As further shown in FIG. 1 a, the ultrasound element 219 includes a beam deflector 270 projecting distally therefrom. In one exemplary embodiment shown in FIG. 1 b, the deflector 270 is an elongated member including a distal end 274 and a proximal end 272 is attached to the base 224. In this embodiment and when the apparatus is disposable, the proximal end 272 may be bonded or welded to the base or formed integrally therewith. In another exemplary embodiment and when the apparatus is re-usable, the proximal end 272 may be threaded or configured in some other manner for temporary attachment to the base 224. For example, if the proximal end 272 is threaded, it may be received by a threaded bore in the base 224. The distal end 274 of the deflector 270 projects distally from the surface of the base 224. In any case, it is only necessary that the distal end 274 be located in the desired position relative to the base 224 and those skilled in the art will understand that the manner in which the distal end 274 is maintained in this location does not impact the functionality of the deflector 270.

As shown in FIG. 1 b, the deflector 270 may be cylindrical with a constant diameter along a predetermined length thereof. In one embodiment, the deflector 270 extends from a predetermined location on the base 224 which is preferably near a center thereof. For example, when the base 224 defines a substantially spherical concave surface on which the transducers 221 are located, the deflector 270 preferably extends substantially perpendicular to a tangent of the base 224 at that point. In this case, the deflector would be substantially perpendicular to the longitudinal axis of the probe 212. However, those of skill in the art would understand that the deflector 270 may be positioned anywhere on the base 224, and, if the ultrasound element 219 does not rotate within the base 224, the deflector 270 may be fixed to a predetermined location on the casing 218. Furthermore, it is preferred that the distal end 274 does not contact the casing 218 to prevent friction resulting from the distal end 274 contacting the casing 218 while the ultrasound element 219 is rotating. As understood by those of skill in the art, the deflector 270 may be of any size and/or shape, positioned anywhere on the base 224 and be manufactured from any suitable material, such as, for example, the same material used to manufacture the probe 212 and/or the handle 211.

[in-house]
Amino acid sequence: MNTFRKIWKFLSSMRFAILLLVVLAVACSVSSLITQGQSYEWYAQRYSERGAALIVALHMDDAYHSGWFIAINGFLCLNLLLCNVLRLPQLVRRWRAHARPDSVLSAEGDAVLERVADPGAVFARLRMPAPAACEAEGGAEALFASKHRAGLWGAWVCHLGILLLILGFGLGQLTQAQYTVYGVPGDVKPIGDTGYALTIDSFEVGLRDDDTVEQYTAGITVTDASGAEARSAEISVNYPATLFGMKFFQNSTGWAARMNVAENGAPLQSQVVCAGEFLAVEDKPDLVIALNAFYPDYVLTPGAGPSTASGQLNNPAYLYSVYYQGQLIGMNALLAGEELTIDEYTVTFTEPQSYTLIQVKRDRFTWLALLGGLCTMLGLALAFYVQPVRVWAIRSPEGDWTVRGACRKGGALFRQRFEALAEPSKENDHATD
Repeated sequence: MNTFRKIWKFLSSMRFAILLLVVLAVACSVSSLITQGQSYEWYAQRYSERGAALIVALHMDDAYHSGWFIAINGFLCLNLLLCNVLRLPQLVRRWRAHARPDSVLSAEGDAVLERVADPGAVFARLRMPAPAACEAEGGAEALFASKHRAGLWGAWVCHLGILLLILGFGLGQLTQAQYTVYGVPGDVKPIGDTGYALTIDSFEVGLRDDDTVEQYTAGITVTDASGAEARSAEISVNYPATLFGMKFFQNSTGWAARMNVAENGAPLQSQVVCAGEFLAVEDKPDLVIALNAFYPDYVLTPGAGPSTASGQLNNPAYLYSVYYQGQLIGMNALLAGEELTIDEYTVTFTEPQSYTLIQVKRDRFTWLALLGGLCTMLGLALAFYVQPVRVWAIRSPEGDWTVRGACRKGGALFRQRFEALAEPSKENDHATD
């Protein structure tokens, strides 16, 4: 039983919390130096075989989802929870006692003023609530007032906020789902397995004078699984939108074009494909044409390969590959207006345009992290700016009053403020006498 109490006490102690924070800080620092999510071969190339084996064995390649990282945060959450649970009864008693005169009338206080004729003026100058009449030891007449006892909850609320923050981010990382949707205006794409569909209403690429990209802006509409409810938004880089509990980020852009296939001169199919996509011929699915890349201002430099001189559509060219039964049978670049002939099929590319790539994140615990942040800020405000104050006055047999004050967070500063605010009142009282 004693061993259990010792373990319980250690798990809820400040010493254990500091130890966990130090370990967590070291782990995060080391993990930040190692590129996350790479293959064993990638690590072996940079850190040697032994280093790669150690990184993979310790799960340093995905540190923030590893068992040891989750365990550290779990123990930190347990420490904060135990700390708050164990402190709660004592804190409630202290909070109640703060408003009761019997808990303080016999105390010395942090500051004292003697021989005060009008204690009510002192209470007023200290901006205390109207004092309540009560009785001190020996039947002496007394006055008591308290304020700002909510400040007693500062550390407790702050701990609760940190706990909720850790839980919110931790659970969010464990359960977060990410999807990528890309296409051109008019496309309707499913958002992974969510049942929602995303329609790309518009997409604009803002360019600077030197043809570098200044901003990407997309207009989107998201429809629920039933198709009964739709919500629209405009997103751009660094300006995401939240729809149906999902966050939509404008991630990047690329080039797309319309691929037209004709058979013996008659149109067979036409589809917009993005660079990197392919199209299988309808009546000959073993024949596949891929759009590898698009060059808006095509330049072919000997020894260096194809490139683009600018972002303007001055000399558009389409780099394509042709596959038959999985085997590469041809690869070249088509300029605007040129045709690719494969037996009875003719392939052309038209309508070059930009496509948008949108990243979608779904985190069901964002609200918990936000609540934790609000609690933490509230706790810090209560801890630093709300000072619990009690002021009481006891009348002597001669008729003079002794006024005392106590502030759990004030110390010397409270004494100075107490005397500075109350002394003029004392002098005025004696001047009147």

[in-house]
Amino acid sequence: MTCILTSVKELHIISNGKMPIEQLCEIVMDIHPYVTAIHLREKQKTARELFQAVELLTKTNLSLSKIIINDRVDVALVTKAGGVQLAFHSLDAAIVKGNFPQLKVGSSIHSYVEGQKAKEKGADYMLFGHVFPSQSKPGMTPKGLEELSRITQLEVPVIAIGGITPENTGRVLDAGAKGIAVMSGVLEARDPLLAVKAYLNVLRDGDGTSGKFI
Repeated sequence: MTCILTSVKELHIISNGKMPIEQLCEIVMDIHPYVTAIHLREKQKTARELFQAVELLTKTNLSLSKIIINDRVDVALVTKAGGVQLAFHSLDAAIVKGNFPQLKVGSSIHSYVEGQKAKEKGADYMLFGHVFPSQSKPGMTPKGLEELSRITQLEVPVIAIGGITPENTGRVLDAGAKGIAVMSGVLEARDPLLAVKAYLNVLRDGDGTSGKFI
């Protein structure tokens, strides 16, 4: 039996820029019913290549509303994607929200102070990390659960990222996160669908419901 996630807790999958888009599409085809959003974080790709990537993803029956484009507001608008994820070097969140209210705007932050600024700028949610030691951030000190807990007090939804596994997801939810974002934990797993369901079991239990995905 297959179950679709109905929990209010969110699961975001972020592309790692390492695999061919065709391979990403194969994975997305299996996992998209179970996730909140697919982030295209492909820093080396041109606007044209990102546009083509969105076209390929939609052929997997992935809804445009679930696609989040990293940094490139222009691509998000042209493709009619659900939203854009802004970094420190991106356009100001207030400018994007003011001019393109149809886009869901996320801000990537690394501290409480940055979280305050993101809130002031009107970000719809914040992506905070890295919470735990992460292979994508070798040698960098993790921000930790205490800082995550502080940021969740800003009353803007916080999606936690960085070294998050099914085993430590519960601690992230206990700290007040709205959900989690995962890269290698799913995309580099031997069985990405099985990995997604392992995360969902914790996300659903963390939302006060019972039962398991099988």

Those skilled in the art will understand that the position, material and shape of the deflector 270 will be selected depending differences between the desired geometry of a lesion from the geometry of the convergence area that would result without a deflector. Thus, the deflector would be used to sculpt a desired lesion geometry and may be based on calculations, empirical methods or both. Those skilled in the art will further understand that Shlieren optics may be used to observe the ultrasound field in real time and make fine adjustments to the deflector position or other variables to obtain a desired lesion geometry.

In FIG. 2 a, the apparatus is shown inserted to a position within the body adjacent to target tissue. The probe 212 is generally positioned with the casing 218 flush against the tissue surface 280 with the deflector 270 extending along an axis which, if extended, would pass through a target location at which a lesion 282 is to be created within tissue 284. For example, a longitudinal axis of the deflector 270 is preferably aligned with a center of the proposed lesion 272. As understood by those of skill in the art, different orientations of the deflector 270, the surface of the base 224 and the probe 212 relative to the handle 211 may require different positioning of the probe 212 relative to a desired location for the lesion 282.

When power is supplied to the probe 212 or when the probe 212 is activated using the control element 267, each transducer 221 generates ultrasound energy which propagates radially away from each transducer 221. The energy is mainly focused in beams 286 which converge at a field 288 separated by a predetermined distance from the ultrasound element 219. The intensity of ultrasound energy at the field 288 is directly proportional to a number of the transducers 221 in the ultrasound element 219. For example, the greater the number of transducers 221, the higher the intensity of the ultrasound energy.